Chongqing comes to life at night — and it's better entertainment than TV. (Jock Lauterer photos)
Chongqing comes to life at night — and it’s better entertainment than TV. (Jock Lauterer photos)

After the sweltering Chongqing sun goes town, my neighborhood of Huixing comes to life, with the streets filled with vendors, hawkers, dancers, loud speakers blaring recorded sales pitches, grandparents with babies, sidewalk cafes, couples strolling arm in arm — a very public after-dinner promenade that reminds one of Italy — but on steroids.

It’s better than TV.

An shopper makes her purchase from a local farmer as Huixing nightlife flows past on the busy sidewalks.
A shopper makes her purchase from a local farmer as Huixing nightlife flows past on the busy sidewalks.

In fact, now that I think about it, there is very little TV to be seen here, from my casual observation. The big deal is cards and mah-jong, and one can see intense very competitive matches going on all over town, under trees, on park benches, even on ping-pong tables! These people are serious gamers.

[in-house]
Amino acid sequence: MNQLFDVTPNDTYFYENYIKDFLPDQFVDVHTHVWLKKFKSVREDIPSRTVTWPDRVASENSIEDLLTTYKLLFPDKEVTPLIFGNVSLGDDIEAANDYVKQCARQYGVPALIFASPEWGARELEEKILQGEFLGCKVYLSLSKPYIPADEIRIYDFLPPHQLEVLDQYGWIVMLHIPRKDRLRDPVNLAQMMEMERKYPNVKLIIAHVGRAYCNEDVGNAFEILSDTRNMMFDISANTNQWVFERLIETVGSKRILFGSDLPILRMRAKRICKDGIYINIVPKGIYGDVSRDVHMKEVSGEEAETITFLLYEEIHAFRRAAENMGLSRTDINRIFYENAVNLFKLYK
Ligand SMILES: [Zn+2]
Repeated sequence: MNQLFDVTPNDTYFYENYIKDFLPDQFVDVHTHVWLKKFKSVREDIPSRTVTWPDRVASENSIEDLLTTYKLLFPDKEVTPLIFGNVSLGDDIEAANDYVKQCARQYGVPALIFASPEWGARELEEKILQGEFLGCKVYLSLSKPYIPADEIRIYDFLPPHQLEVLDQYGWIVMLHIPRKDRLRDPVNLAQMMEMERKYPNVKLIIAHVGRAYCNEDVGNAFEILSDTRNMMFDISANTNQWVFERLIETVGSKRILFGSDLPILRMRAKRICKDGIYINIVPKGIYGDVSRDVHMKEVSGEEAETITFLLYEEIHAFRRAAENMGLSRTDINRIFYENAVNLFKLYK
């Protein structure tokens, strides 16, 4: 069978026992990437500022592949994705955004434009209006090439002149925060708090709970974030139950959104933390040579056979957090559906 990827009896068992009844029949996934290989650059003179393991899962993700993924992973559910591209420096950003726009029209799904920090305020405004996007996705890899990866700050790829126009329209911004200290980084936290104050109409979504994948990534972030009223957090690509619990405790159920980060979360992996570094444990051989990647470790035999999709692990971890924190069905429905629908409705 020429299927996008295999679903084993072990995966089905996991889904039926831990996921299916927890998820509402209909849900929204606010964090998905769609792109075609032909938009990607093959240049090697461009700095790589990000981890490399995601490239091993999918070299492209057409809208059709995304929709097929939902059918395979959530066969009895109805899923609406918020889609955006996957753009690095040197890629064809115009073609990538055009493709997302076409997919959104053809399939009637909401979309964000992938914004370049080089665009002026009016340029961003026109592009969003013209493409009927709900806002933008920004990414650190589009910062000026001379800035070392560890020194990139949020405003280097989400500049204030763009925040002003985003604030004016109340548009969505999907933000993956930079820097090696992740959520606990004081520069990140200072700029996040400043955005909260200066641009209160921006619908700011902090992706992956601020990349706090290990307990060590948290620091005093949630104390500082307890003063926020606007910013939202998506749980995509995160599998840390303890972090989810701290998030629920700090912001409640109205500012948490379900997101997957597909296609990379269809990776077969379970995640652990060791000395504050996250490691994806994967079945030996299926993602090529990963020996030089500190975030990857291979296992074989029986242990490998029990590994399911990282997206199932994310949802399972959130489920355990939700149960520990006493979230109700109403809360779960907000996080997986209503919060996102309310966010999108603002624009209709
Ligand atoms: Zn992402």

But to the night and the organic outpouring of public life — I’ve never seen the likes of it in the U.S. The sidewalk sales, the back-alley chefs, the dancing grannies — none of it seems organized or coordinated over overseen — this outpouring of humanity of all ages and all classes, from well-dressed men to drop-dead gorgeous girls in flowing silks, to college hipsters to sun-darkened and shabbily dressed migrants from the rural villages and poor countryside.

All together here at night, enjoying the cool, the sensory blitz and the free show that is Chinese public nightlife.

So-called "Damcing Grannies" materialize on summer nights in public squares, moving to a throbbing mix of Chinese pop music.
So-called “Dancing Grannies” materialize on summer nights in public squares, moving to a throbbing mix of Chinese pop music.
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